Hello friends! Today’s post is a bit of a catch up. I wasn’t able to post a WINTER TBR back in December but I still wanted to share some books I’m excited about before we get to my springtime reading list. After all, we just had an ice storm in Alabama (!) so I’m still curling up with my winter reads.
Hi friends! Today, I’d like to offer you a few more book recommendations in the form of “if you liked this book, then you might like this other book.” I love when folks on Booktube, Bookstagram, and Goodreads include comparisons to other books in their reviews! It’s one of my favorite ways to find new reads! So, I started a bookish series here on the blog to do just that for YOU. (Here’s part 1!Here’s part 2! Here’s part 3!)
In each post, I recommend books that are similar to very popular books that are more well-known. Let’s get into it, shall we?!
If you loved Ruth Ware’s ability to concoct a setting so compelling it started to feel like it’s own character, you should check out The Winters which transports readers to the Asherley estate. The Winters is a creepy and spooky modern retelling of Daphne du Maurier’s Rebecca set amongst the wealthy elite in the Hamptons. Much like The Death of Mrs. Westaway, Lisa Gabriele writes an enjoyable psychological thriller that plays out inside a grand house and includes all the twists and turns that go along with strange family dynamics, inheritances, and – of course – murder.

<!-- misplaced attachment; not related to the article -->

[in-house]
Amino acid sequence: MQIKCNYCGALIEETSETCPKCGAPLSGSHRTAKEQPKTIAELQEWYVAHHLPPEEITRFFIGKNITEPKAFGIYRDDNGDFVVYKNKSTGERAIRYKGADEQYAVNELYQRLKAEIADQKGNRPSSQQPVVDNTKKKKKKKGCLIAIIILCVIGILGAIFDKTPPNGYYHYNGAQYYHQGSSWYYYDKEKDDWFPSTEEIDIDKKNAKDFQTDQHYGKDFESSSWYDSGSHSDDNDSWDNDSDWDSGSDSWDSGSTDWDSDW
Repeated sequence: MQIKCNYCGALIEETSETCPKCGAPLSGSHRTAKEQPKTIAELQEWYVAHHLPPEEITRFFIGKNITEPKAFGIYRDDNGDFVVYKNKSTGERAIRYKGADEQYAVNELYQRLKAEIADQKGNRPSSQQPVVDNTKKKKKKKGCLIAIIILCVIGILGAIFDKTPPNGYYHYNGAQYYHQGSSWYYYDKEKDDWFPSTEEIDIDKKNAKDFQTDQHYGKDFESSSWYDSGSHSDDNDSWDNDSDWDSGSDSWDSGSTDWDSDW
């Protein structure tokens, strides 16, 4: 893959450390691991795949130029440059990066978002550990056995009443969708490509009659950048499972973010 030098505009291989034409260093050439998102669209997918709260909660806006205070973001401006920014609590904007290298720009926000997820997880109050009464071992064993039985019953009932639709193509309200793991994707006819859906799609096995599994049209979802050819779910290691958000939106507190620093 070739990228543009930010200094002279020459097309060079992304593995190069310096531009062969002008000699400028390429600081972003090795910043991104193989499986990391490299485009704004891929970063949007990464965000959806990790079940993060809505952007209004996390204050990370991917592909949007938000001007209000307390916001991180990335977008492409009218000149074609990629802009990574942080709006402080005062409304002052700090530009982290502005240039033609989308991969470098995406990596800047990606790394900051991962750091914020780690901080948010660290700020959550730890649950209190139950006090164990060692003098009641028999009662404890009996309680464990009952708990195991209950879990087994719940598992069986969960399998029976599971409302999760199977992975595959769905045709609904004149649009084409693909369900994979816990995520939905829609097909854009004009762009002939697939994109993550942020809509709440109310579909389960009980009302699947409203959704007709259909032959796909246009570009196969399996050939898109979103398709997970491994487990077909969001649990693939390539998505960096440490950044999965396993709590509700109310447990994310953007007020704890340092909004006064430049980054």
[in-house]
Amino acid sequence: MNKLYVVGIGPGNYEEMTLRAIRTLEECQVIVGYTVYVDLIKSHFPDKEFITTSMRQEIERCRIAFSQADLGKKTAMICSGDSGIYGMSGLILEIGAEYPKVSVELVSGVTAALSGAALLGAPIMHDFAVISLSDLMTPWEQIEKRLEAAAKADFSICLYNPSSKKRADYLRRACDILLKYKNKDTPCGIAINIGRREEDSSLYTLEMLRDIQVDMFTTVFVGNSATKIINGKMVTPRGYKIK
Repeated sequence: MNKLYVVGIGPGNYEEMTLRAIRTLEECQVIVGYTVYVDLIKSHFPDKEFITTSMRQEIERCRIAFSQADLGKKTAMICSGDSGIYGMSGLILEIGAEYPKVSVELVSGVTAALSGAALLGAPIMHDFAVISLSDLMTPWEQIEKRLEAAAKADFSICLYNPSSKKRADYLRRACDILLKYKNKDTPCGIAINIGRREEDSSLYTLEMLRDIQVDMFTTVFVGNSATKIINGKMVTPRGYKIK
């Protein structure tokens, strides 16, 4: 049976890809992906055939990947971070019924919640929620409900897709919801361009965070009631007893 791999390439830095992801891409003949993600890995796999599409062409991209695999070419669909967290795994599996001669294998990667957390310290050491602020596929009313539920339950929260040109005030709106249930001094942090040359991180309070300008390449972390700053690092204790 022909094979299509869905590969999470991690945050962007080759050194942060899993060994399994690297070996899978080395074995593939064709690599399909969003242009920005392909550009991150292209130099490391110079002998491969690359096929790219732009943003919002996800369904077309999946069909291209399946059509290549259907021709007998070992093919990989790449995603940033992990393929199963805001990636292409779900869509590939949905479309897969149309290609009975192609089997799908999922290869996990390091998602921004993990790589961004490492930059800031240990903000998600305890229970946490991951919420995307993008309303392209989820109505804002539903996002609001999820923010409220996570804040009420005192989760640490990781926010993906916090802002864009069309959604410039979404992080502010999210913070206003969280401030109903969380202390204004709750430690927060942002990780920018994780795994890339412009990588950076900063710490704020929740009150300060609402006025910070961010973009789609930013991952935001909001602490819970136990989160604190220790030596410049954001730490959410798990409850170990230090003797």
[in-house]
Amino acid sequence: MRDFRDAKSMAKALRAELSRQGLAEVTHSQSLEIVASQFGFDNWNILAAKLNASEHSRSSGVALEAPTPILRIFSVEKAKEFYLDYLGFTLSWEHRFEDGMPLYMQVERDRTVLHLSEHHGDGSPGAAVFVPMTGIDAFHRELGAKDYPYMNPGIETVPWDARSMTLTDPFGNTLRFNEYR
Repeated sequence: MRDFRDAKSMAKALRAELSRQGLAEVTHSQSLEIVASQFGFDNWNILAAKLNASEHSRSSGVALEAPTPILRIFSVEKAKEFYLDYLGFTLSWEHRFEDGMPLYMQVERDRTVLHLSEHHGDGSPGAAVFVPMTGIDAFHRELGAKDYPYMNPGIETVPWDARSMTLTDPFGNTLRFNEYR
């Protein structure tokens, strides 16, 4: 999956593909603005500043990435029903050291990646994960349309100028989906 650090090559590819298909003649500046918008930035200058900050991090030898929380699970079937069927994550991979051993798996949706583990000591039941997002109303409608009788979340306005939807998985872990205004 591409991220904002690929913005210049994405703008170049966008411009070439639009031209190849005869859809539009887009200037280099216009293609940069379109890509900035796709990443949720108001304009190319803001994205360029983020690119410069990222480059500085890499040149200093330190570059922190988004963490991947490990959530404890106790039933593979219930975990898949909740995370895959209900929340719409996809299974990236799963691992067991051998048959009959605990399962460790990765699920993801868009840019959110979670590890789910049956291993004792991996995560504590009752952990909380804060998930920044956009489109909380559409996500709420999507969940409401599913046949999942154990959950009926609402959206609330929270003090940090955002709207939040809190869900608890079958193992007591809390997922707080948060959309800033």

After a whirlwind romance, a young woman returns to the opulent, secluded Long Island mansion of her new fiancé Max Winter—a wealthy politician and recent widower—and a life of luxury she’s never known. But all is not as it appears at the Asherley estate. The house is steeped in the memory of Max’s beautiful first wife Rebekah, who haunts the young woman’s imagination and feeds her uncertainties, while his very alive teenage daughter Dani makes her life a living hell. She soon realizes there is no clear place for her in this twisted little family: Max and Dani circle each other like cats, a dynamic that both repels and fascinates her, and he harbors political ambitions with which he will allow no woman—alive or dead—to interfere.
If you tore your way through Suzanne Collins’s dystopian young adult novel about a group of teens representing their districts by fighting to the death on live TV, you should pick up Ryan Graudin’s historical reimagining in which the Axis powers of the Third Reich and Imperial Japan commemorate their Great Victory by hosting a motorcycle race across their conjoined continents. Wolf by Wolf includes everything you loved about The Hunger Games and throws in a dash of The Man in the High Castle for good measure — asking, “What if the Nazis won the war?”